Abbreviation for Single Minute Exchange of Dies, which is a process of reducing changeover (setup) time by classifying elements as internal or external to a machine’s operating time and then converting the internal elements so they can be done externally (while the machine continues to operate). The goal is to reduce the setup time from hours down to less than 10 minutes (9 minutes or less, thus the single minute concept). Although not every setup can literally be completed in single-digit minutes, this is the goal, and it can be achieved in a high percentage of cases.
Developed by Shigeo Shingo to reduce the set-up time (change of dies) of pressing machines. He was able to shorten set-up times from 1 to 2 hours (or even half a day) per each exchange of dies to only a few minutes each, allowing an organization to run smaller batches and align more closely to customer demand.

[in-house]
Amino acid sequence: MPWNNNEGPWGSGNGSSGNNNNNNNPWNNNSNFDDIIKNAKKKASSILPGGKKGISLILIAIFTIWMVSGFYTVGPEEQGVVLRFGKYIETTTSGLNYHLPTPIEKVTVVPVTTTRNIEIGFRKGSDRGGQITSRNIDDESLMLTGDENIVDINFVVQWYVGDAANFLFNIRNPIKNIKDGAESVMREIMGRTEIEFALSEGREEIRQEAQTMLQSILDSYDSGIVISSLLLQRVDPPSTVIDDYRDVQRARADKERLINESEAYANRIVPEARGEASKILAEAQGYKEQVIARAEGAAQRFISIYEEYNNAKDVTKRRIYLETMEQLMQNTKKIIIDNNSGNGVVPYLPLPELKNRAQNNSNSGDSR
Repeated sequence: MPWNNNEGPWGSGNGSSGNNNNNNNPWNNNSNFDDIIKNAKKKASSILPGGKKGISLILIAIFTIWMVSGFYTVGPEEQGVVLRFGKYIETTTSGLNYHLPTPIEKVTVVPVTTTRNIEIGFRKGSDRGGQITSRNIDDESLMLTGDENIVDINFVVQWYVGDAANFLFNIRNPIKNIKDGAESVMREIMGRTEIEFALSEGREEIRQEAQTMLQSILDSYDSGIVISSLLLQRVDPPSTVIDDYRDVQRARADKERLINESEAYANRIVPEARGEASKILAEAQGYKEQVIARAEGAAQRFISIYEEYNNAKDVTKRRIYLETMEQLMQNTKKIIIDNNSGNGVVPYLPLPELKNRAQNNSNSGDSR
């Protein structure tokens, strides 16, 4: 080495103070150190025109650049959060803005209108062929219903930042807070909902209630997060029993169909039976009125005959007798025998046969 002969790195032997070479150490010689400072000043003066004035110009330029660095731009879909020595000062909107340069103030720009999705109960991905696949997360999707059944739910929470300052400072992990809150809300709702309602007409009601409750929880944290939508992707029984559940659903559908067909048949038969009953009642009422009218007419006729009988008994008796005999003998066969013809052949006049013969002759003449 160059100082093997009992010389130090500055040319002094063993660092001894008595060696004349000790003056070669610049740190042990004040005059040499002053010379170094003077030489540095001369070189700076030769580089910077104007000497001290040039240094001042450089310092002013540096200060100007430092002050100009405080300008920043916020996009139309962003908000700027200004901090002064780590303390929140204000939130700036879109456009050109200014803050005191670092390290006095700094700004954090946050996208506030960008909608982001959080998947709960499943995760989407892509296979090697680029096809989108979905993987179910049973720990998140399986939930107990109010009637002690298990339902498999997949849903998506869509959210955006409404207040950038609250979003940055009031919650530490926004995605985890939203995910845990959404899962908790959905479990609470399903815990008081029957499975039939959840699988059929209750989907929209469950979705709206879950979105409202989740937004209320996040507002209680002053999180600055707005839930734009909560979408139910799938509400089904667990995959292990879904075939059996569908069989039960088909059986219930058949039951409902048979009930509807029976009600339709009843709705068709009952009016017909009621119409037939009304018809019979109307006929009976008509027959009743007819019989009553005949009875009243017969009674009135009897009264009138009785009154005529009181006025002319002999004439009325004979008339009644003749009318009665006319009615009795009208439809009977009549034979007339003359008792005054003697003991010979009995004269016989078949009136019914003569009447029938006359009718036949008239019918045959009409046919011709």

The key to success is to move as many setup tasks from internal setup to external setup, then reduce the time needed to complete the internal tasks.
Internal setup – can only be performed when the machine is down
External setup – can be performed when the machine is running
Shigeo Shingo said that between 1975 and 1985, average setup times he has dealt with have reduced to 2.5% of the time originally required; a 40 times improvement. [A Revolution in Manufacturing: The SMED System, by Shigeo Shingo]
Shingo recognizes eight techniques that should be considered in implementing SMED.
Separate internal from external setup operations
Convert internal to external setup
Standardize function, not shape
Use functional clamps or eliminate fasteners altogether
Use intermediate jigs
Adopt parallel operations (see image below)
Closely associated to SMED, but a more difficult concept is OTED.
- Batch Production– creativesafetysupply.com
- Why Single Minute Exchange of Die (SMED)?– kaizen-news.com
- Improving Changeover Times – How To Get It Right and Save Precious Time– blog.creativesafetysupply.com
- Changeover – Creating Flow and Eliminating Waste– blog.5stoday.com
- What are the Six Big Losses?– lean-news.com
- The History of Kanban– creativesafetypublishing.com